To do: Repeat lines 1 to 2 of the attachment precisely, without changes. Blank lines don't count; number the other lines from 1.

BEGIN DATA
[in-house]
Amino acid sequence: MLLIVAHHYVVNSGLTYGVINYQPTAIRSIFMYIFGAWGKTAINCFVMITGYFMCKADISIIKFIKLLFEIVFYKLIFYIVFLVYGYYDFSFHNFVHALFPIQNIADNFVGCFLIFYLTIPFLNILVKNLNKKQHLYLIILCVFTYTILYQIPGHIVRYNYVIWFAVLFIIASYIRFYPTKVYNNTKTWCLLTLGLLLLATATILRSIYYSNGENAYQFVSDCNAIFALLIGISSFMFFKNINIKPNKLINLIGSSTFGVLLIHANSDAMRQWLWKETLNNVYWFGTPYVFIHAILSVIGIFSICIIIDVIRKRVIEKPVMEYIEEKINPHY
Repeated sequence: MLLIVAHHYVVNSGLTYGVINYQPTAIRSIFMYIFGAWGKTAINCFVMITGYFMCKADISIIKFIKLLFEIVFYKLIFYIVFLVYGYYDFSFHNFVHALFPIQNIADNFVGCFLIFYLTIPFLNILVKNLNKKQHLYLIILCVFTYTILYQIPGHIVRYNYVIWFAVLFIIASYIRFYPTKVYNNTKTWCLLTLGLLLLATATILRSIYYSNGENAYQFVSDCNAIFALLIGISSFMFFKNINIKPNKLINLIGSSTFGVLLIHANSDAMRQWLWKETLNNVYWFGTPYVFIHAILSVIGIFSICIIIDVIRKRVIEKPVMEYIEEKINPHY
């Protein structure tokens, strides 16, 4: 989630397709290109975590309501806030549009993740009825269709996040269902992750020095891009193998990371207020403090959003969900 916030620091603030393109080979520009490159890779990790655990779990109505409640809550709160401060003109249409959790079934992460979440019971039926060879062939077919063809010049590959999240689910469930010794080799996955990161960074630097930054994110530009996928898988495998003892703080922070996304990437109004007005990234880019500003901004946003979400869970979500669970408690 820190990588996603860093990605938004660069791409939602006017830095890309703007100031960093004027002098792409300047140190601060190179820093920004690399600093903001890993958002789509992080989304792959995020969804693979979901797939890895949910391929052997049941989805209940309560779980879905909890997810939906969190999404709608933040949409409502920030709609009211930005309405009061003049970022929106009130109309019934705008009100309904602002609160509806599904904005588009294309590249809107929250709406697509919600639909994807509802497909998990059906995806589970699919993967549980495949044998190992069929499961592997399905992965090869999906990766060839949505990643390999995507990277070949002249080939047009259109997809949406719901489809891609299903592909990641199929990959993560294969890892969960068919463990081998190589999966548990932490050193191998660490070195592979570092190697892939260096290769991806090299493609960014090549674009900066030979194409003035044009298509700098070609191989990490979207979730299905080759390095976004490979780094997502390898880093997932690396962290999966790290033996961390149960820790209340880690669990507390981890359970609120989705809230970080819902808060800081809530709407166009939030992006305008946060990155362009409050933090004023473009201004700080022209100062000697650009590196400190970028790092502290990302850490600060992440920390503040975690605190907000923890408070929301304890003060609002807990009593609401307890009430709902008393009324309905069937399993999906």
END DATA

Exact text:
[in-house]
Amino acid sequence: MLLIVAHHYVVNSGLTYGVINYQPTAIRSIFMYIFGAWGKTAINCFVMITGYFMCKADISIIKFIKLLFEIVFYKLIFYIVFLVYGYYDFSFHNFVHALFPIQNIADNFVGCFLIFYLTIPFLNILVKNLNKKQHLYLIILCVFTYTILYQIPGHIVRYNYVIWFAVLFIIASYIRFYPTKVYNNTKTWCLLTLGLLLLATATILRSIYYSNGENAYQFVSDCNAIFALLIGISSFMFFKNINIKPNKLINLIGSSTFGVLLIHANSDAMRQWLWKETLNNVYWFGTPYVFIHAILSVIGIFSICIIIDVIRKRVIEKPVMEYIEEKINPHY